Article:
After much lobbying, the government has back-pedalled on its proposed book tax.
The announcement of the State's decision to forsake the proposed revenue-generating measure was published by the Book Industry Association of Jamaica (BIAJ) yesterday.
"The Book Industry Association of Jamaica can now confirm that the Government has agreed to remove the 16.5 per cent GCT (General Consumption Tax) from all books, and an approved list will no longer be required from the Ministry of Education to determine which books are taxed," read a section of a statement released by the book body.
However, consumers will still see a slight increase in the cost of books coming into the island because the proposed 16.5 per cent GCT plan has been replaced by "a two per cent non-refundable GCT charge on all imported books (except for religious materials) (that) will be levied at the ports".
"As we have already entered the back-to-school season, the book industry is hoping to recover from previous delays, and is anticipating the readiness of the Customs Department to quickly process books on the wharves under these newly revised tax measures," read another section of the release issued by Franklin McGibbon, former head of the BIAJ.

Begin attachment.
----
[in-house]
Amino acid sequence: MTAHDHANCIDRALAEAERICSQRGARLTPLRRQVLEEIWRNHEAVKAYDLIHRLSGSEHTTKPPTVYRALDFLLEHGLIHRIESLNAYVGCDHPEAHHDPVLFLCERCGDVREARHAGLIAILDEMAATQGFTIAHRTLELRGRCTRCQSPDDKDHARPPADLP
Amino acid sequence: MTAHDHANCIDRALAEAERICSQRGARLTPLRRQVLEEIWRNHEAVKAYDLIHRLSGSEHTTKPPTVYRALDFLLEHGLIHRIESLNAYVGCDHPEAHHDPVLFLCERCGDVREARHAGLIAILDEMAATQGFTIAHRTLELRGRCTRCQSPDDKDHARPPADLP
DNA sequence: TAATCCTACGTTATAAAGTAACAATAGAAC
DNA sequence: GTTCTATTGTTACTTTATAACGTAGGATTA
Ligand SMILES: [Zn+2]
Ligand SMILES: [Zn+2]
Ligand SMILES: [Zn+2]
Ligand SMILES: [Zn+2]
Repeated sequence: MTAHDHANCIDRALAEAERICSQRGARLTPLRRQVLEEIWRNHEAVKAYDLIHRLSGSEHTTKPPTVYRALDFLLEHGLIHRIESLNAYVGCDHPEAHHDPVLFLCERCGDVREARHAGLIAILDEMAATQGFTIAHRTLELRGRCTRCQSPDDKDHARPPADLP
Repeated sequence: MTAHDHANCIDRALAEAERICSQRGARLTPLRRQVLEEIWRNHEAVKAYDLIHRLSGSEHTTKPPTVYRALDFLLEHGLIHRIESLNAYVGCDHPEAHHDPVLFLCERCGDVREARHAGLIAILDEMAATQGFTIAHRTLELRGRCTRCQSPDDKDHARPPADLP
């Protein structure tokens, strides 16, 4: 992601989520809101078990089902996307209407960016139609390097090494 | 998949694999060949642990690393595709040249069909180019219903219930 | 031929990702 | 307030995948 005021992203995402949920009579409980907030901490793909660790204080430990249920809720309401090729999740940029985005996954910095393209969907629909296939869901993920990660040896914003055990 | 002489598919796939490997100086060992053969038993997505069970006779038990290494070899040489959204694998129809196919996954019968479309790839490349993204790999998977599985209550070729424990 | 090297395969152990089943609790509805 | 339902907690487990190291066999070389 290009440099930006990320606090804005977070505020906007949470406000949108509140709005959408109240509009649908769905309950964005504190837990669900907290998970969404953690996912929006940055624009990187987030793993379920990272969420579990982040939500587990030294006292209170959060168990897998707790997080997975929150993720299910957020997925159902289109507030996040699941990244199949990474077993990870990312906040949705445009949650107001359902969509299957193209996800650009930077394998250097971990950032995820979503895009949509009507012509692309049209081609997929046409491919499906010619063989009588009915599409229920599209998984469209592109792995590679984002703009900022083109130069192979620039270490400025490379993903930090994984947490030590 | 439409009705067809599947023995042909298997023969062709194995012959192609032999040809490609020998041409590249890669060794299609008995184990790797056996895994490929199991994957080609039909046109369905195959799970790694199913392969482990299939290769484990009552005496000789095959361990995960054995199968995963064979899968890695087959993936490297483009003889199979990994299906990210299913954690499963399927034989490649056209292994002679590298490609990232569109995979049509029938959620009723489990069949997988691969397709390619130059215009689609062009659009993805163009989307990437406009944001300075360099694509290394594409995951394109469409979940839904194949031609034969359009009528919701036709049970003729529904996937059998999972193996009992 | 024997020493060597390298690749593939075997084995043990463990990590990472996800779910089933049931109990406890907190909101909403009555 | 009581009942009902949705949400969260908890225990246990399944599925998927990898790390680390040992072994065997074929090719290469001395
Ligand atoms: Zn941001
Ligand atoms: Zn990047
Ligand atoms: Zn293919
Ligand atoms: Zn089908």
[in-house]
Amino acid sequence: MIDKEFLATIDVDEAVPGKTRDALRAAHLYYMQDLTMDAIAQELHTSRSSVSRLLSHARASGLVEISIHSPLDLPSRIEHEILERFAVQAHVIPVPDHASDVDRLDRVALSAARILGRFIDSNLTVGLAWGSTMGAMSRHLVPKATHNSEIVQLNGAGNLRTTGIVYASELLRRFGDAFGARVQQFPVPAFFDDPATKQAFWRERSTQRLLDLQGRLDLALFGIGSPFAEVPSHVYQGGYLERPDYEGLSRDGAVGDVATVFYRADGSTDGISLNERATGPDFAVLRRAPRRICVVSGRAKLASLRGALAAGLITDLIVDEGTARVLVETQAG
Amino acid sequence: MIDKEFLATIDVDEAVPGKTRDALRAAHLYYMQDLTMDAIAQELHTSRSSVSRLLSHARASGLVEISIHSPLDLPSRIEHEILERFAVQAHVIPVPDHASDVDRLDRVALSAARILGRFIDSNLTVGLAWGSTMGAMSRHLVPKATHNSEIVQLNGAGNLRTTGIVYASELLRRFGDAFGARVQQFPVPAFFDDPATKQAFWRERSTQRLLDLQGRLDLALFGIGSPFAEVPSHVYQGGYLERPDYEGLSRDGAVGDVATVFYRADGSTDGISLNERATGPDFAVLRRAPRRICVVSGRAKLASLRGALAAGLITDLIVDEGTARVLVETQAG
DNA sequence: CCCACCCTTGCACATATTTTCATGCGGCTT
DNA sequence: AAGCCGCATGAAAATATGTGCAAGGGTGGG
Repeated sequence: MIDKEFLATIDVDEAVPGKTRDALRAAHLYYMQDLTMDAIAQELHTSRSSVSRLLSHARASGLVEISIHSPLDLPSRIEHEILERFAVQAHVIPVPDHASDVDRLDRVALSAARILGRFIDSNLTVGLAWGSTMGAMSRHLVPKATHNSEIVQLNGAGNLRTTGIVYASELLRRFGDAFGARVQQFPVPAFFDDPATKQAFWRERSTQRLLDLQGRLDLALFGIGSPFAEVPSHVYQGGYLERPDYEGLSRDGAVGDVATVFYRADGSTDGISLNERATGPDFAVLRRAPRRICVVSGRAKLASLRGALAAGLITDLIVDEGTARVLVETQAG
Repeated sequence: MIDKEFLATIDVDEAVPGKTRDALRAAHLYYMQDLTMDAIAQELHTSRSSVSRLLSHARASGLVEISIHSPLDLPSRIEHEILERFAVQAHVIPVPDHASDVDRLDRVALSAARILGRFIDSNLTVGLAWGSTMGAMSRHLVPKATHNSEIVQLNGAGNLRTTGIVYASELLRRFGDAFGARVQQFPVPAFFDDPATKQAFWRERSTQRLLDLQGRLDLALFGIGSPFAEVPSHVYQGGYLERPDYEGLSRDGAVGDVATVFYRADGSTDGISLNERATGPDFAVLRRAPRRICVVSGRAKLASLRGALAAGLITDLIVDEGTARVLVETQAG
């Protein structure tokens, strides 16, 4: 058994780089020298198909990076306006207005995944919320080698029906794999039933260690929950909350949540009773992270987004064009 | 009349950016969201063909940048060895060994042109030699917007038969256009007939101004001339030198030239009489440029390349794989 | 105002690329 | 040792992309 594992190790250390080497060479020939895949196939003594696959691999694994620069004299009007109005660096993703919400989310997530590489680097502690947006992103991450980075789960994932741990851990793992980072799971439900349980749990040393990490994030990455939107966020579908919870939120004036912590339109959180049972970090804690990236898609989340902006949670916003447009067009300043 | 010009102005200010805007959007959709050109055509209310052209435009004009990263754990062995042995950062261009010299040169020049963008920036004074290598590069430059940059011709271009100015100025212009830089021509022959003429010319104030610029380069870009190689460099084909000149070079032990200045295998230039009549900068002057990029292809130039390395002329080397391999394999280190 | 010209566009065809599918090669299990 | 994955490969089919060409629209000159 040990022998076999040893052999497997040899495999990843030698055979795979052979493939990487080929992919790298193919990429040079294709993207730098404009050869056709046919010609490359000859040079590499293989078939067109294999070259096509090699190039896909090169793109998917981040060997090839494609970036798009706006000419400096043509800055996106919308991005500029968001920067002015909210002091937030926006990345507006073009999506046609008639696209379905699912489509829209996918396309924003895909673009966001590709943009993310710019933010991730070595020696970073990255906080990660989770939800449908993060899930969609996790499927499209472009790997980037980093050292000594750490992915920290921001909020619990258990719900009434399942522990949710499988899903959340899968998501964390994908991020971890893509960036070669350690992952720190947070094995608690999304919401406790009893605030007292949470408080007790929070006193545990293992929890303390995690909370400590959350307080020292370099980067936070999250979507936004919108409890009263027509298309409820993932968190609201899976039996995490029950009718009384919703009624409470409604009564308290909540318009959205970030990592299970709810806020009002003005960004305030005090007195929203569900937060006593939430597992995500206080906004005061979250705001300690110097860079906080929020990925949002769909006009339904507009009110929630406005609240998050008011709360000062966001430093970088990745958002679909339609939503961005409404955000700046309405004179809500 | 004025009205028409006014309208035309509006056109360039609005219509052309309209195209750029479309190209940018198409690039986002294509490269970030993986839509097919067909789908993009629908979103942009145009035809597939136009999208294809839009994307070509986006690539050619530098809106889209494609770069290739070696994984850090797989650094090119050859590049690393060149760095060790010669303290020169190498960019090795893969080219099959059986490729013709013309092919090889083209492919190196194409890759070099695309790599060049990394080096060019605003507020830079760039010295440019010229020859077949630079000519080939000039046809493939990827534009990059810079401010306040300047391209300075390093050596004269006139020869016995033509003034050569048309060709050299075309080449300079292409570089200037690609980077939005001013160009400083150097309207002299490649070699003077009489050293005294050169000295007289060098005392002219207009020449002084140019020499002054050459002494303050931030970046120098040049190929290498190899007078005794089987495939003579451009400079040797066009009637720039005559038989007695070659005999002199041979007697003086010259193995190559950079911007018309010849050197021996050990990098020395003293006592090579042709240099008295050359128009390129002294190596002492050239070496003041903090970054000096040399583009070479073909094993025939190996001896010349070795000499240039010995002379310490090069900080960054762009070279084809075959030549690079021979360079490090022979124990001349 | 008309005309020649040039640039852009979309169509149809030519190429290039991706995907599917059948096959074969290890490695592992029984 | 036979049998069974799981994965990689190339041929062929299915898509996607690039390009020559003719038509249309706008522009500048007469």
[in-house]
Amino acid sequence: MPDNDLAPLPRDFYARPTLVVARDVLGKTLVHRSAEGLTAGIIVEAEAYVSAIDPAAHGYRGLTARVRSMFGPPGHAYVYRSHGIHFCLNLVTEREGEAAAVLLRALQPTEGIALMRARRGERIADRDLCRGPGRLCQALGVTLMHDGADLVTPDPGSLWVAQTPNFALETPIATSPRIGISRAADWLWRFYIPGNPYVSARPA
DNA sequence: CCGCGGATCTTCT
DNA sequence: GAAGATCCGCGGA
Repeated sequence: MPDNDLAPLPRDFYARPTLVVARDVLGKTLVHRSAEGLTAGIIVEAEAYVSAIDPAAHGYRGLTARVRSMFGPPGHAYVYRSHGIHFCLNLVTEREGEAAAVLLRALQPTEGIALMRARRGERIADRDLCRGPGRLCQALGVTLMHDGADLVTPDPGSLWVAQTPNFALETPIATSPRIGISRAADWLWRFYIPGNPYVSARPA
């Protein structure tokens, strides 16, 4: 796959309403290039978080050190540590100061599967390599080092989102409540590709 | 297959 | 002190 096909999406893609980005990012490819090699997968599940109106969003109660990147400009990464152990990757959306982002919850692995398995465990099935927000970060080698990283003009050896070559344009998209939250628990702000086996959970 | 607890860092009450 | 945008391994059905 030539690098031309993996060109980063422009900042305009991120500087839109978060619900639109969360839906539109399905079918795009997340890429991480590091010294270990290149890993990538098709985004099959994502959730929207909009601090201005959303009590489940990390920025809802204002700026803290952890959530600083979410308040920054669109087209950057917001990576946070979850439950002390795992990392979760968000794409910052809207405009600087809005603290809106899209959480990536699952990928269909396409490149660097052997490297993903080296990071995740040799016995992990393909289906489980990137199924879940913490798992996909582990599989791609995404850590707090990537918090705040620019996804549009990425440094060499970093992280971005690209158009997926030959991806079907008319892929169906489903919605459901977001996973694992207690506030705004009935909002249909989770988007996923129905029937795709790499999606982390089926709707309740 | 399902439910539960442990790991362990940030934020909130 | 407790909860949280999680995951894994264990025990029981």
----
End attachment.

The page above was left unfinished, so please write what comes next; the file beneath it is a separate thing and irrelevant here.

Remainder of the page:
BOOK INDUSTRY PLEASED
"The BIAJ is appreciative of the Government's final position to reduce the impact of price increase on books, and we look forward to working with the ministries of finance and education in implementing programmes to grow reading and literacy," said the BIAJ.
When the proposed tax measure was unveiled by Finance Minister Dr Peter Phillips in Parliament last month, it was met with scorn.
Opposition Spokesperson on Education and Human Development Marisa Dalrymple-Philibert called the proposed tax unconscionable and demanded that the Government abort the planned implementation of the 16.5 per cent GCT on printed materials.